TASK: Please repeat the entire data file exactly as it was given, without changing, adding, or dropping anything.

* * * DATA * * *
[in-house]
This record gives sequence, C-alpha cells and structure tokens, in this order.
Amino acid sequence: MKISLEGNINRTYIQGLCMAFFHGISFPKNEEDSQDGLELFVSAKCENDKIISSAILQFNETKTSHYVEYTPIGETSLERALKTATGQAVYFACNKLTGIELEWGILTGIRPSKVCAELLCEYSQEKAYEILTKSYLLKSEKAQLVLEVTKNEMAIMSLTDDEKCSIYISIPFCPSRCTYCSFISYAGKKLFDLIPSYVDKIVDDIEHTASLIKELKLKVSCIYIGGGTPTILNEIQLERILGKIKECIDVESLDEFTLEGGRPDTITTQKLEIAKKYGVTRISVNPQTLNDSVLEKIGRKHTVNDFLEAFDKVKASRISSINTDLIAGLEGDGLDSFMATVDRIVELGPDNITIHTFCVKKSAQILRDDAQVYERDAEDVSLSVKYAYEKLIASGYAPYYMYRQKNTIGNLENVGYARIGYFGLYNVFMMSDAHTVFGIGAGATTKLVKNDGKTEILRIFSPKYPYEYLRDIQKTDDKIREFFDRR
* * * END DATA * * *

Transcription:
[in-house]
This record gives sequence, C-alpha cells and structure tokens, in this order.
Amino acid sequence: MKISLEGNINRTYIQGLCMAFFHGISFPKNEEDSQDGLELFVSAKCENDKIISSAILQFNETKTSHYVEYTPIGETSLERALKTATGQAVYFACNKLTGIELEWGILTGIRPSKVCAELLCEYSQEKAYEILTKSYLLKSEKAQLVLEVTKNEMAIMSLTDDEKCSIYISIPFCPSRCTYCSFISYAGKKLFDLIPSYVDKIVDDIEHTASLIKELKLKVSCIYIGGGTPTILNEIQLERILGKIKECIDVESLDEFTLEGGRPDTITTQKLEIAKKYGVTRISVNPQTLNDSVLEKIGRKHTVNDFLEAFDKVKASRISSINTDLIAGLEGDGLDSFMATVDRIVELGPDNITIHTFCVKKSAQILRDDAQVYERDAEDVSLSVKYAYEKLIASGYAPYYMYRQKNTIGNLENVGYARIGYFGLYNVFMMSDAHTVFGIGAGATTKLVKNDGKTEILRIFSPKYPYEYLRDIQKTDDKIREFFDRR